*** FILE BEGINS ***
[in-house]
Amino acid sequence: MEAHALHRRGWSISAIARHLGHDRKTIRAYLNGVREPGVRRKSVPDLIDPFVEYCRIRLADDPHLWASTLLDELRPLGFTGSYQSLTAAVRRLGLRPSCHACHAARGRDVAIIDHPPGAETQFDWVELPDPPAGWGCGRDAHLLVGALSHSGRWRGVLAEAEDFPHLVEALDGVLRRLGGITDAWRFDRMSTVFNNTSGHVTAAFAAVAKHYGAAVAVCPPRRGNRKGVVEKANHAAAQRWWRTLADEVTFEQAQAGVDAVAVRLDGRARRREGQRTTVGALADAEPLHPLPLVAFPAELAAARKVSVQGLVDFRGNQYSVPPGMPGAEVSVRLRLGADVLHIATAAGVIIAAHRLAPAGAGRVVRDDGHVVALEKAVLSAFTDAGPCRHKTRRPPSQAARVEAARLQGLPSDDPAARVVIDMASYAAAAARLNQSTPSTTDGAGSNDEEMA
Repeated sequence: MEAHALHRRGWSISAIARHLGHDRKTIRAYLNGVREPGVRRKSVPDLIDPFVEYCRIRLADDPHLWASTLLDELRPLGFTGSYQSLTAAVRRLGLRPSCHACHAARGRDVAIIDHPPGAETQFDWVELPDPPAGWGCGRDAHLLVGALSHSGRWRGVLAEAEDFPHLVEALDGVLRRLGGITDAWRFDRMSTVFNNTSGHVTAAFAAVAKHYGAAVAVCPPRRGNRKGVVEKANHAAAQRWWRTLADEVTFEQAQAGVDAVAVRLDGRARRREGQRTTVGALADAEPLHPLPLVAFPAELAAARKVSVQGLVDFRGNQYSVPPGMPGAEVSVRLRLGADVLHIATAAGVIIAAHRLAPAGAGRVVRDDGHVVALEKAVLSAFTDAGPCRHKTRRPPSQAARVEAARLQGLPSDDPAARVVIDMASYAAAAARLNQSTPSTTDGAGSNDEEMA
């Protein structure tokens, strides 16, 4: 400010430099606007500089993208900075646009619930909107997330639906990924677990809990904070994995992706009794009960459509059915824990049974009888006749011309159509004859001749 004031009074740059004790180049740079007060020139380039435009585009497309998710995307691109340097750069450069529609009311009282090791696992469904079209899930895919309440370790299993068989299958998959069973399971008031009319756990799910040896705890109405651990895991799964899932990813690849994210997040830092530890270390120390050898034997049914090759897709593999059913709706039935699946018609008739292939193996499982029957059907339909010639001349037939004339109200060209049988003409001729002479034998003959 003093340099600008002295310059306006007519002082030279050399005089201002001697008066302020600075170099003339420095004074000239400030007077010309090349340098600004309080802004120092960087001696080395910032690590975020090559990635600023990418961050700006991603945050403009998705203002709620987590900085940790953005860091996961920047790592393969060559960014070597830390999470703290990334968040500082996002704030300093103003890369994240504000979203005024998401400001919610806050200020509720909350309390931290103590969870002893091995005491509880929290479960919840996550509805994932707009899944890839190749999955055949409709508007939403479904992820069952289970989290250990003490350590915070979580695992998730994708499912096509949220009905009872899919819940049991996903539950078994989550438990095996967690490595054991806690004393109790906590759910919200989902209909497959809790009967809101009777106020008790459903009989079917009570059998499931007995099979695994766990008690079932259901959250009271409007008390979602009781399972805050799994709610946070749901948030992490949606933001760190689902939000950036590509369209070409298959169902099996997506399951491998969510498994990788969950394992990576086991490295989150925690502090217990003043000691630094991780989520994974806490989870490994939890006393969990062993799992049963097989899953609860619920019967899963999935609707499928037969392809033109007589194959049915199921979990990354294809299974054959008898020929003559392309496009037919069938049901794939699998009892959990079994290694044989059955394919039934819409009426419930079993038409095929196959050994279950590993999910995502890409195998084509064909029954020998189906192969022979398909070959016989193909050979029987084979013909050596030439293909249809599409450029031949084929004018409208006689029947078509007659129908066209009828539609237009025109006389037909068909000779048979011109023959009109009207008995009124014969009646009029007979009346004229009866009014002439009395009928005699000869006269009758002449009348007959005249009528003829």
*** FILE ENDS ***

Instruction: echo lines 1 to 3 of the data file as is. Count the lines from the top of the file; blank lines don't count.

[in-house]
Amino acid sequence: MEAHALHRRGWSISAIARHLGHDRKTIRAYLNGVREPGVRRKSVPDLIDPFVEYCRIRLADDPHLWASTLLDELRPLGFTGSYQSLTAAVRRLGLRPSCHACHAARGRDVAIIDHPPGAETQFDWVELPDPPAGWGCGRDAHLLVGALSHSGRWRGVLAEAEDFPHLVEALDGVLRRLGGITDAWRFDRMSTVFNNTSGHVTAAFAAVAKHYGAAVAVCPPRRGNRKGVVEKANHAAAQRWWRTLADEVTFEQAQAGVDAVAVRLDGRARRREGQRTTVGALADAEPLHPLPLVAFPAELAAARKVSVQGLVDFRGNQYSVPPGMPGAEVSVRLRLGADVLHIATAAGVIIAAHRLAPAGAGRVVRDDGHVVALEKAVLSAFTDAGPCRHKTRRPPSQAARVEAARLQGLPSDDPAARVVIDMASYAAAAARLNQSTPSTTDGAGSNDEEMA
Repeated sequence: MEAHALHRRGWSISAIARHLGHDRKTIRAYLNGVREPGVRRKSVPDLIDPFVEYCRIRLADDPHLWASTLLDELRPLGFTGSYQSLTAAVRRLGLRPSCHACHAARGRDVAIIDHPPGAETQFDWVELPDPPAGWGCGRDAHLLVGALSHSGRWRGVLAEAEDFPHLVEALDGVLRRLGGITDAWRFDRMSTVFNNTSGHVTAAFAAVAKHYGAAVAVCPPRRGNRKGVVEKANHAAAQRWWRTLADEVTFEQAQAGVDAVAVRLDGRARRREGQRTTVGALADAEPLHPLPLVAFPAELAAARKVSVQGLVDFRGNQYSVPPGMPGAEVSVRLRLGADVLHIATAAGVIIAAHRLAPAGAGRVVRDDGHVVALEKAVLSAFTDAGPCRHKTRRPPSQAARVEAARLQGLPSDDPAARVVIDMASYAAAAARLNQSTPSTTDGAGSNDEEMA